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Bad Cop, Bad Cop 

Protected by a badge, Denzel (finally!) swaggers through L.A.'s mean streets

Wednesday, Oct 3 2001
This may be a strange time to release a thriller about the dangers of corrupt law enforcement, but Training Day -- with no explosions, no cheap thrills, no international conspiracies -- is about as distant from current East Coast realities as possible. Still, that doesn't mean that it qualifies as escapism. This gripping police drama from director Antoine Fuqua is relentlessly hard-boiled, with a calculated (and welcome) change-of-pace performance from Denzel Washington. Washington has built his career on playing heroes, and the good-guy persona he's established has just been waiting to be exploited in reverse. As Los Angeles Police Department narcotics detective Alonzo Harris, he creates an indelibly charming and terrifying character whose volatile blend of dedication and horrible expediency keeps us off balance.

Unlike most recent Washington films, Training Day doesn't invite us to identify with his character; he's not the protagonist. That role belongs to Jake Hoyt (Ethan Hawke), Harris' new partner; he's the classic fresh-faced, ambitious kid straight out of the Valley, looking for the fast track to the detectives' bureau. (Think of a shallower, less sophisticated version of L.A. Confidential's Ed Exley.) It's clear from the opening scenes that a tour of duty with Alonzo is going to be the fast track to something -- at the very least, an intensive education in the ways of L.A.'s meanest streets.

The title Training Day is cleverly literal: David Ayer's script takes place over a single day, from morning till past midnight, as Jake gets a crash course in how things really work. His mentor, Alonzo, is a master at working the streets: He's allegedly undercover, but the dealers and bystanders know he's a cop. (It's obvious he's not a low-profile guy the moment we see his bitchin' 1978 Monte Carlo lowrider, complete with hydraulics.) What they don't know for sure is whether he's the dirtiest cop in town or simply pretending to be. It's a question at the heart of the film, and one that isn't resolved until the movie's final quarter.

Acting like a Zen master, Alonzo seems determined to push all of Jake's buttons. He repeatedly swerves from affable tutor to aggressive psycho and back again -- threatening Jake at gunpoint, forcing him to drink and take drugs ("To be truly effective, a good narcotics agent must know and love narcotics," he explains), offering abuse on top of praise. The sum of his behavior is presumably part of some pedagogical exercise. Or is it?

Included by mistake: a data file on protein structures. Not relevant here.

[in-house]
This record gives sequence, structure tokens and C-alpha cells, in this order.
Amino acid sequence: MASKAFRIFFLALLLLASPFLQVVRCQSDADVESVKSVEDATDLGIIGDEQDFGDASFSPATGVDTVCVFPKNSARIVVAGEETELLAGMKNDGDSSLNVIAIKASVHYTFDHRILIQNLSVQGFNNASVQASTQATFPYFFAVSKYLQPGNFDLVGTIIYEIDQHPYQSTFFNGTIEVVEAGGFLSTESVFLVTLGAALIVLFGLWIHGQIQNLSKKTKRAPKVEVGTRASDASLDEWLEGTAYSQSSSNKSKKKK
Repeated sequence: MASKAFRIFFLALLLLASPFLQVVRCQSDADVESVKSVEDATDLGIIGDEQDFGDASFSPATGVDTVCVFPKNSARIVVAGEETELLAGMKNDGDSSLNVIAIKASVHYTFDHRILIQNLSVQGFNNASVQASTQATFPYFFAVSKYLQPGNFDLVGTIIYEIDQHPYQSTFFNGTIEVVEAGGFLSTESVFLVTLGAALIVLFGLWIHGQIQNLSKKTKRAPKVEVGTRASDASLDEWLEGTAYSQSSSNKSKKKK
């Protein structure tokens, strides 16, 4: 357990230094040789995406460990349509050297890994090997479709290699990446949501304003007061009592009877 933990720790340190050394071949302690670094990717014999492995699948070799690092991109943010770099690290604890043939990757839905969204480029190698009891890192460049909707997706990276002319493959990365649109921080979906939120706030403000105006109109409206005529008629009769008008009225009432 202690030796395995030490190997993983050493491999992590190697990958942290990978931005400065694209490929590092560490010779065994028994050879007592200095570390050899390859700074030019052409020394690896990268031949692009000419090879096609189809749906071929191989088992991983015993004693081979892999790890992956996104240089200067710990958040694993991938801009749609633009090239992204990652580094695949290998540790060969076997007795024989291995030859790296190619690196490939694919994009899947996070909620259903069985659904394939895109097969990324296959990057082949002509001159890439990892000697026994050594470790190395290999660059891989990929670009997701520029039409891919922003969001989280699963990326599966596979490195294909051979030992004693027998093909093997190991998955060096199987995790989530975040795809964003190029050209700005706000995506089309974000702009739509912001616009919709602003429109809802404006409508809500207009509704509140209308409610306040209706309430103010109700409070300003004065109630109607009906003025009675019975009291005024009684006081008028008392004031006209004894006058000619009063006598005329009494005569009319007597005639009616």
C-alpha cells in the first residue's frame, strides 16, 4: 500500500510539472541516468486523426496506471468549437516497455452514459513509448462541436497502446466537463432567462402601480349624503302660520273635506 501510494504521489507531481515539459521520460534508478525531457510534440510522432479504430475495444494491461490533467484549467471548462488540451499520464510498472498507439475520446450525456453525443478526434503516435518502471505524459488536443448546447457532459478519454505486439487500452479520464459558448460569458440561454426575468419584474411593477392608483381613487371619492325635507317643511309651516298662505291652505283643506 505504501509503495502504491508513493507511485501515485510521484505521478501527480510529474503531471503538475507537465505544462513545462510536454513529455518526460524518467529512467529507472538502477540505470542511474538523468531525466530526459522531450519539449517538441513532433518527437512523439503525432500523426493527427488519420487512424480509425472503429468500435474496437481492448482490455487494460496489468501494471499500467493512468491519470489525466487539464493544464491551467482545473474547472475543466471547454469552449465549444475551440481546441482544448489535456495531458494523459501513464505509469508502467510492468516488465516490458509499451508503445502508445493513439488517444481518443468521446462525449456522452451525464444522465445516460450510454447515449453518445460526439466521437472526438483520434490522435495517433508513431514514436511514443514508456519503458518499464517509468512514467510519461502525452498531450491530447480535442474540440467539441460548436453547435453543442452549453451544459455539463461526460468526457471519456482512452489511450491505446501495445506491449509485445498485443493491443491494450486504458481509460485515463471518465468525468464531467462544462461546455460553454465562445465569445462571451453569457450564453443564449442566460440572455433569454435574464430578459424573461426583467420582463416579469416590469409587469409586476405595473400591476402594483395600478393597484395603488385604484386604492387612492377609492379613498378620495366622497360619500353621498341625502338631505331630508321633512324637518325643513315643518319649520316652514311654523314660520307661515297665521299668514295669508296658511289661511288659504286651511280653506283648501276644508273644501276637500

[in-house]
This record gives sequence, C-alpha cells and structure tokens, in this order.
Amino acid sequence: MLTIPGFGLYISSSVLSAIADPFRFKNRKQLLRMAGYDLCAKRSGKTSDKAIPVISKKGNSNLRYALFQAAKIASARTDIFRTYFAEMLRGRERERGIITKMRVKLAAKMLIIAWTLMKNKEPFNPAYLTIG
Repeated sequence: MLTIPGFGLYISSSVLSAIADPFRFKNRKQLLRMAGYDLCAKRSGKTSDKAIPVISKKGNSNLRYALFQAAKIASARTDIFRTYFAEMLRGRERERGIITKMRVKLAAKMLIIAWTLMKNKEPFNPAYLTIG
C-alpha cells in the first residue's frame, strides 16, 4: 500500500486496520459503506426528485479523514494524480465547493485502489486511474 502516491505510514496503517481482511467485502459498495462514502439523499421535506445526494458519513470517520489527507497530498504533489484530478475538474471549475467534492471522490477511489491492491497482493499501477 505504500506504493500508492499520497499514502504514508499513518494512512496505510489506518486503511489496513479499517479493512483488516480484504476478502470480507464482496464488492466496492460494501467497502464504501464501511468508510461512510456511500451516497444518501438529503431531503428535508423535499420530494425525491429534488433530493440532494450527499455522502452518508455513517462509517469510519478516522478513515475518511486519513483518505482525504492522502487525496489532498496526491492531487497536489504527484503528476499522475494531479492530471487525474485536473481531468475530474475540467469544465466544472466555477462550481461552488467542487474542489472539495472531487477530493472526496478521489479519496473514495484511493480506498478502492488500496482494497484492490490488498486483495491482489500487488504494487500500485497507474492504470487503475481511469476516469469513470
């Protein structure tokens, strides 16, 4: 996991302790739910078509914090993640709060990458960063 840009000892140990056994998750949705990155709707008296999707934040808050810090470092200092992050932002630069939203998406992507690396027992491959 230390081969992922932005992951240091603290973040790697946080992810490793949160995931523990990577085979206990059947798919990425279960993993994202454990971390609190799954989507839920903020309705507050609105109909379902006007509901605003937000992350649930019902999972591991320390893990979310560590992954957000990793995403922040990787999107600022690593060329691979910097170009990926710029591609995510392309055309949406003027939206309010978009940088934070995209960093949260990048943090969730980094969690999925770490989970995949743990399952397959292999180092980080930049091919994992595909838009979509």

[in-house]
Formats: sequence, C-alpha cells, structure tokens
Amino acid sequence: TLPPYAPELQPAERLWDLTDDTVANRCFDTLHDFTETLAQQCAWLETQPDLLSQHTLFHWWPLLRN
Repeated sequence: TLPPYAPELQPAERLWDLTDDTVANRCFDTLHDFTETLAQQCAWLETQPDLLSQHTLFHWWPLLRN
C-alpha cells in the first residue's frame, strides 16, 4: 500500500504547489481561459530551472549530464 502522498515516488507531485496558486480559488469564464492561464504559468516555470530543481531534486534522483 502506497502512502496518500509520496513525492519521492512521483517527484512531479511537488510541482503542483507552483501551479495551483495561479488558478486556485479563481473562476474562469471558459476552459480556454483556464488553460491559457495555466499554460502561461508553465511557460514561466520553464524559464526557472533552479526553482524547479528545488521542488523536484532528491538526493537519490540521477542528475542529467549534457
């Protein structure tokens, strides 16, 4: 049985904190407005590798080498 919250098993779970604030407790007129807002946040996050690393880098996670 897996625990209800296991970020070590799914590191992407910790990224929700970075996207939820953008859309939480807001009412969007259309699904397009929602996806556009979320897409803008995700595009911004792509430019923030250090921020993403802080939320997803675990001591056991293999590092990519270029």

As the day wears on, the duo encounters a cross-section of the interlocking circles of the cop-criminal power structure. They run into a crippled street dealer (Snoop Dogg) and a barrio gang member (Cliff Curtis); an older cop (Scott Glenn) who appears to be Alonzo's former partner; and white-collar political heavies (Tom Berenger, Raymond J. Barry, and Harris Yulin) who use Alonzo to do their dirty work. (Macy Gray and Dr. Dre also show up; it's a Vibe photo shoot.) This experience seems bound to turn Jake from a dewy-eyed idealist to a cynical nihilist in one long day.

Ayer's script is filled with surprises, most of which stem from our constantly shifting perspective of Alonzo. While Ayer says he started writing the script in 1995, it's hard to believe that the story wasn't inspired (or at least deeply affected) by the Rampart scandal -- the worst such affair in the LAPD's hardly scandal-free history. News of it first reached the public in 1998, and it has continued to make headlines ever since. Washington even seems to be coiffed and made up to look a little like Rampart linchpin-cum-informant Rafael Perez.

There are a few questionable elements in Ayer's script, many of which result from its one-day time scheme. Our suspension of disbelief has to endure a number of assaults; for instance, Alonzo exposes more of his dark side to an unproven partner on his first day than makes sense. The story eventually gives reasons for some of this apparent indiscretion, but that doesn't stop these scenes from hurting the story's credibility along the way. Perhaps more crucially, one extreme and unlikely coincidence becomes crucial to the plot. In a less realistic film, this wouldn't be a problem, but in a gritty portrait of street life like Training Day it sticks out as egregiously as the pale Jake does in the ghettos into which Alonzo takes him.

Washington, always a highly controlled performer, clearly enjoys the opportunity to trade on his image; while he has often played compromised characters, he has never before had a chance to go this far into the moral heart of darkness. Hawke seems flimsy and insubstantial in comparison, but it's hard to knock his performance when he was obviously cast for precisely those qualities. Most of all, however, this film represents a big leap forward for Fuqua, whose two previous features -- the 1998 Chow Yun-Fat vehicle The Replacement Killers and the 2000 Jamie Foxx action-comedy Bait -- were more impressive for their visual flair than for their storytelling or characterization. With Training Day, he has finally hit his stride.

About The Author

Andy Klein


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